Appetite for short term State papers declines


Investors have shifted their appetite to the long-term government credit paper, another sign that the country’s interest rate environment is stabilising.

Wednesday’s five-year bond auction attracted huge interest, with the short term Treasury Bills recording big under subscription.

The government offered Sh20 billion but investors bid Sh32.9 billion.

The change of trend saw the 182-day Treasury Bill return a seven per cent subscription while the one year paper recorded a 19 per cent subscription.

Investors prefer short-term papers in times of interest rate instability, avoiding to lock down their money in long-term bills with unpredictable rate movement.

Treasury accepted Sh30.7 billion at a coupon rate of 13.9 per cent, the highest for government paper this week.

The 91-day T-Bill offered 9.2 per cent interest while the 182-day paper was sold at 10 per cent.

The mid-term instrument comes after the government offered two one-year bonds in September and October to fund the budget deficit.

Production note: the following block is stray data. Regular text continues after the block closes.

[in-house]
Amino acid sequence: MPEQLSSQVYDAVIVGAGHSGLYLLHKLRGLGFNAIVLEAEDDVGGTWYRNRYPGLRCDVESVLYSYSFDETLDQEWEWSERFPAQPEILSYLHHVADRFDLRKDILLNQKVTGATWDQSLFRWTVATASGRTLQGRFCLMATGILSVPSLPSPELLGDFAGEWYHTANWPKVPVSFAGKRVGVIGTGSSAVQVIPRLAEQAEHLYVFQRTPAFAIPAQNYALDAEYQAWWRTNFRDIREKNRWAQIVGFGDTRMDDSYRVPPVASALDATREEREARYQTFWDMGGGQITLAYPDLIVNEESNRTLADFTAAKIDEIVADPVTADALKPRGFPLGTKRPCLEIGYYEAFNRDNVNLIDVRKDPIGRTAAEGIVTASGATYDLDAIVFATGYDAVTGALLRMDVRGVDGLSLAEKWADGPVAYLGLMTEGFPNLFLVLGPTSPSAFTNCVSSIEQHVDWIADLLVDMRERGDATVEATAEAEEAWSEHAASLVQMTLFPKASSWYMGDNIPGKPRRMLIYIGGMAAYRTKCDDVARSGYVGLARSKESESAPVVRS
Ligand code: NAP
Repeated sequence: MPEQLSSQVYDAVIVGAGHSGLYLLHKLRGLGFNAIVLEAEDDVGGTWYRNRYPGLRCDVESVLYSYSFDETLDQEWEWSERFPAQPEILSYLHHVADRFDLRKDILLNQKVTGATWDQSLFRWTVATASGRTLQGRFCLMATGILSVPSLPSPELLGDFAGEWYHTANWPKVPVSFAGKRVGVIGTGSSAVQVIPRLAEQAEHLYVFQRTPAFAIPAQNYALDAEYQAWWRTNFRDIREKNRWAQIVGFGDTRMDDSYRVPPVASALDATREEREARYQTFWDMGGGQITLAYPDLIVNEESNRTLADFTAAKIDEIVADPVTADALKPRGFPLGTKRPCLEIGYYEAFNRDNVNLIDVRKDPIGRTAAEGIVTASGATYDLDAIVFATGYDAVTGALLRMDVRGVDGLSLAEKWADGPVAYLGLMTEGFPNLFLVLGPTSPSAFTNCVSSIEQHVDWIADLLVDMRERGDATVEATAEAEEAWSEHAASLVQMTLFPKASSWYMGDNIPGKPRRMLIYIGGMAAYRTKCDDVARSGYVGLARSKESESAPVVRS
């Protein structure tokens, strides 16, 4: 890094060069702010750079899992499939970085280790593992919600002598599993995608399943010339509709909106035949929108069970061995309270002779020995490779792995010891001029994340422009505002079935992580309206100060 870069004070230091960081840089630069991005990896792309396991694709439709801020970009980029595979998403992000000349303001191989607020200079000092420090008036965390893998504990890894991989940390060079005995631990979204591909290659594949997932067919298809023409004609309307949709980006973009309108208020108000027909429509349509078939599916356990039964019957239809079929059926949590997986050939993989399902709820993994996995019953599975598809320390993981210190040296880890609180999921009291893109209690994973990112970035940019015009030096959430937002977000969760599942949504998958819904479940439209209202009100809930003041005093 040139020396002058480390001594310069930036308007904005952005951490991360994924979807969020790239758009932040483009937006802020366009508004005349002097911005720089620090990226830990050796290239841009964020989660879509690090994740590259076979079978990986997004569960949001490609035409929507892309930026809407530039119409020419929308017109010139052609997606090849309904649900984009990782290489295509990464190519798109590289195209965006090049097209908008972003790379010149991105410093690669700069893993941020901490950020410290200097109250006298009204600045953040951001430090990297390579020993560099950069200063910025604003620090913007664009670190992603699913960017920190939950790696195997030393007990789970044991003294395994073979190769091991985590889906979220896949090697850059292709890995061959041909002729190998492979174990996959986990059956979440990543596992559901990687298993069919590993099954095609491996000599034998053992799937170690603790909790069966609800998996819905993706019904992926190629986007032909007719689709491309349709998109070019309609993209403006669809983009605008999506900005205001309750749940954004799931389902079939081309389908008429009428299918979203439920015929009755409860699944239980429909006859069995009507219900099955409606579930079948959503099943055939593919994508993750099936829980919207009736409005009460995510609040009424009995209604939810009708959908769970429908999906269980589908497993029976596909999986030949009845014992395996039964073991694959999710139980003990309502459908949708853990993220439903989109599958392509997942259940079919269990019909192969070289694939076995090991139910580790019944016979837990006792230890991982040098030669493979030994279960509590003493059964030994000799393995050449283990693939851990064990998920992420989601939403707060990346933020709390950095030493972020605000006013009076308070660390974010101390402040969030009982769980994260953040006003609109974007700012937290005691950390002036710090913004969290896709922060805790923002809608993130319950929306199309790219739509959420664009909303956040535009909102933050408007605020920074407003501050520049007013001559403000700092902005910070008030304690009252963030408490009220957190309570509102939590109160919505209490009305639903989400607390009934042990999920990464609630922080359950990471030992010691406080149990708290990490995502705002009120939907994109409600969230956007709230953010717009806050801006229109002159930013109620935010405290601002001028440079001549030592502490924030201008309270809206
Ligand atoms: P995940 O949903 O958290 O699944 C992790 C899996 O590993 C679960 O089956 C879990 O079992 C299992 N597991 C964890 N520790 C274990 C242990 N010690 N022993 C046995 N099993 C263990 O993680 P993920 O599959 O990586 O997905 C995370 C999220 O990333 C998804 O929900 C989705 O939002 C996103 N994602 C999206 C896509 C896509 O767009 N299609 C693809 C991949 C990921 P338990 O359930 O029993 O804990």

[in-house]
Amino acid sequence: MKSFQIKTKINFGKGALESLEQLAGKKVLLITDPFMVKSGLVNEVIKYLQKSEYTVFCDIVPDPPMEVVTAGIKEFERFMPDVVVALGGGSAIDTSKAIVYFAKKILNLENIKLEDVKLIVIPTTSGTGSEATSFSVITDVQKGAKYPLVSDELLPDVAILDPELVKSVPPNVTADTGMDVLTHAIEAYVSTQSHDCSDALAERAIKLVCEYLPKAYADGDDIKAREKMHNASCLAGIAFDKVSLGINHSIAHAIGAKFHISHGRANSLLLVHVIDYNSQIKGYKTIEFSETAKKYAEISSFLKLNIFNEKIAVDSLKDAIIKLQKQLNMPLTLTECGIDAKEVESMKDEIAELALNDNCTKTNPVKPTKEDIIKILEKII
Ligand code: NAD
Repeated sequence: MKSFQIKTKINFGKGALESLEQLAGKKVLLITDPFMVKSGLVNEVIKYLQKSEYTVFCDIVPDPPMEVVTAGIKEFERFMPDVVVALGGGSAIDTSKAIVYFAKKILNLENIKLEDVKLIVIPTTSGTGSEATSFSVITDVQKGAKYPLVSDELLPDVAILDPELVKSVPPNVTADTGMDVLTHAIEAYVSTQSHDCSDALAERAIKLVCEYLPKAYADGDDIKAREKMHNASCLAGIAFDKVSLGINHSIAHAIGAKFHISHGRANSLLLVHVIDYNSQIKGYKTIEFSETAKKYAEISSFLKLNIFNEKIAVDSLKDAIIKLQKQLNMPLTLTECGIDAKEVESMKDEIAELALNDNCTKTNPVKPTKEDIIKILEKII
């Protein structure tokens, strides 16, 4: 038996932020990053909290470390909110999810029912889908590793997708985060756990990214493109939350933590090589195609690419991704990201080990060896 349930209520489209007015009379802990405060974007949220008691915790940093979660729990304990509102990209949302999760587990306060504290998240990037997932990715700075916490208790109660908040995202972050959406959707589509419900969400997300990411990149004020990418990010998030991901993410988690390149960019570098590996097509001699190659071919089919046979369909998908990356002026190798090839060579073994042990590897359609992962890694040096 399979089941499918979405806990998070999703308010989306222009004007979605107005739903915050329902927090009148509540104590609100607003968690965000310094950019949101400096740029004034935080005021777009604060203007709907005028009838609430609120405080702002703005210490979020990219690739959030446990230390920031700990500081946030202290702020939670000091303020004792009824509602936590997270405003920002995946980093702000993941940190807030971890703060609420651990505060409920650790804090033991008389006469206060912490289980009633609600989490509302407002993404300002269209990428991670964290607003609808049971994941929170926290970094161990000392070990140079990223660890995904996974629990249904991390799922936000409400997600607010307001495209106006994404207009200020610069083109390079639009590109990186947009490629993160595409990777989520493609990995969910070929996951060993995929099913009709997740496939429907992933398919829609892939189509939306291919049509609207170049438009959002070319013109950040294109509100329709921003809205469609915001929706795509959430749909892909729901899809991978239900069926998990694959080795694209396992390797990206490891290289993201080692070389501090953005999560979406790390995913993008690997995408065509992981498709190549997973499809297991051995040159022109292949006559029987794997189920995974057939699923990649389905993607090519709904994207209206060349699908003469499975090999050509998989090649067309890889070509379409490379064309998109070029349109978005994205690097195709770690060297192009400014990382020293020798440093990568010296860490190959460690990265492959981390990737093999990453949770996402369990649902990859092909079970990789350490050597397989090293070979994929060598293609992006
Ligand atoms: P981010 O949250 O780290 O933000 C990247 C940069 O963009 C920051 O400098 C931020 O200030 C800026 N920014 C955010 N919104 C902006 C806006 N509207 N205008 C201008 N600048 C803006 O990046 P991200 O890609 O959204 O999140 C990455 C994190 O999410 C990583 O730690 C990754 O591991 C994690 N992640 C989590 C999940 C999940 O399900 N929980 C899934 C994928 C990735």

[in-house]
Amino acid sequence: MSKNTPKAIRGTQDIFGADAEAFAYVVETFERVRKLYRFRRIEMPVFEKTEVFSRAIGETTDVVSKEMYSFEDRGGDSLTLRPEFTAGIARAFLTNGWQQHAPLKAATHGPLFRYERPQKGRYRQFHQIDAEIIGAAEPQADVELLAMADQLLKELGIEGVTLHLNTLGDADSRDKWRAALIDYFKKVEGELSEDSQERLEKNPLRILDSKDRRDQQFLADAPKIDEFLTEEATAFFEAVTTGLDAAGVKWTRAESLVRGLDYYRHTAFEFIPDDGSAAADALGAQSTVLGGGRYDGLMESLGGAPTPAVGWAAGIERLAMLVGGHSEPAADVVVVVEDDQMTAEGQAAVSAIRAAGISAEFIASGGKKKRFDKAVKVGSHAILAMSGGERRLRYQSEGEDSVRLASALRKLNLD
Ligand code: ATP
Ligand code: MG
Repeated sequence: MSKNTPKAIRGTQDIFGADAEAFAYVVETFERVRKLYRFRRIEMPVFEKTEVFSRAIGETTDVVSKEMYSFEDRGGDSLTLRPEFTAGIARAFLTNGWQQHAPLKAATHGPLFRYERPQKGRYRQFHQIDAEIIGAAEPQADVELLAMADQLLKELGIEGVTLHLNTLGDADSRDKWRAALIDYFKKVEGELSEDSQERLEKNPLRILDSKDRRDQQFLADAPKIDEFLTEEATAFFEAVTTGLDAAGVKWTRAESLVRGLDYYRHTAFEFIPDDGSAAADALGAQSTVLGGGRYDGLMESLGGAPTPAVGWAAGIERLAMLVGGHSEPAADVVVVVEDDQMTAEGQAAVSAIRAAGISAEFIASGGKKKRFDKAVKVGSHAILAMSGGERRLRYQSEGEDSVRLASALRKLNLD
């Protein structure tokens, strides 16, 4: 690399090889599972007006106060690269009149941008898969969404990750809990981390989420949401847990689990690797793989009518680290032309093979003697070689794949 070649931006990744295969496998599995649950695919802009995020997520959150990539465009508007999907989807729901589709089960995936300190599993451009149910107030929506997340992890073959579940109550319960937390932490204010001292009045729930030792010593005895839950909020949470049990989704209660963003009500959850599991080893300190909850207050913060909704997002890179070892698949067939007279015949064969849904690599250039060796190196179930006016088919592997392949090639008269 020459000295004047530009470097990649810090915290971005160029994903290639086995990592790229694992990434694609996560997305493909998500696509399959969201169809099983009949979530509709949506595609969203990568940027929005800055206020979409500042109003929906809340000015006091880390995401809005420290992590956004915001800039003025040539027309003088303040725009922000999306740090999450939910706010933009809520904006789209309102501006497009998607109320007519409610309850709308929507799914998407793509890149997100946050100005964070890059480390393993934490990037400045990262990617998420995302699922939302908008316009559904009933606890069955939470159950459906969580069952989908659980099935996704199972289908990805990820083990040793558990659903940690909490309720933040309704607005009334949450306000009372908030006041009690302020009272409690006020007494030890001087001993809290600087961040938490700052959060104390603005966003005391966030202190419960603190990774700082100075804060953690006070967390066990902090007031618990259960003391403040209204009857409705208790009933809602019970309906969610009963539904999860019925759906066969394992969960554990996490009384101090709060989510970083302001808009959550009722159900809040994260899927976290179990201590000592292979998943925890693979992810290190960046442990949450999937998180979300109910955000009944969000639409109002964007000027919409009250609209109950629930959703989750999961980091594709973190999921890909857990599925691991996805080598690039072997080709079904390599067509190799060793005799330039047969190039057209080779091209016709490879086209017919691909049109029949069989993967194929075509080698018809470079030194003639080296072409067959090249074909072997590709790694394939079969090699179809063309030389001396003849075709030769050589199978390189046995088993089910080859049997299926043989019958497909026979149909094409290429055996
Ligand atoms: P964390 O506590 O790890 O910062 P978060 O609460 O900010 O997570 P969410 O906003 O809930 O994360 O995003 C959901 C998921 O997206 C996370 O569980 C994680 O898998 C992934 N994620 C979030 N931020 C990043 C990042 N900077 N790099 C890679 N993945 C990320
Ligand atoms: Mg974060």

Kenya has shifted focus to long-term bonds to balance its books, having accumulated a lot of short-term credit.

The deliberate move comes after the Central Bank of Kenya (CBK) Governor Patrick Njoroge earlier in the month told a National Assembly Finance Committee that it would work with the National Treasury to coordinate fiscal and monetary policies.

“They have been picking up debt at very high interest and will have to pay the short-term debt soon, so it will be good for the government to balance their debt portfolio,” an analyst with Sterling Capital Eric Munyoki told the Daily Nation when the five-year bond was offered.

It is, however, not clear whether they would continue targeting long-term investors.

Rates in the market have been subdued by the sentiment that the government is in a comfortable cash position.

It has borrowed Sh105 billion locally for the current fiscal year, compared to a target of about Sh91.3 billion, cooling its appetite and sending rates on a free-fall.

Analysts warned that the rates could swing back when the short-term loans mature, putting pressure on Treasury to finance the debts.

Cyton Investments said in a weekly report that in the month of December alone, total government debt maturities stand at Sh58.0 billion.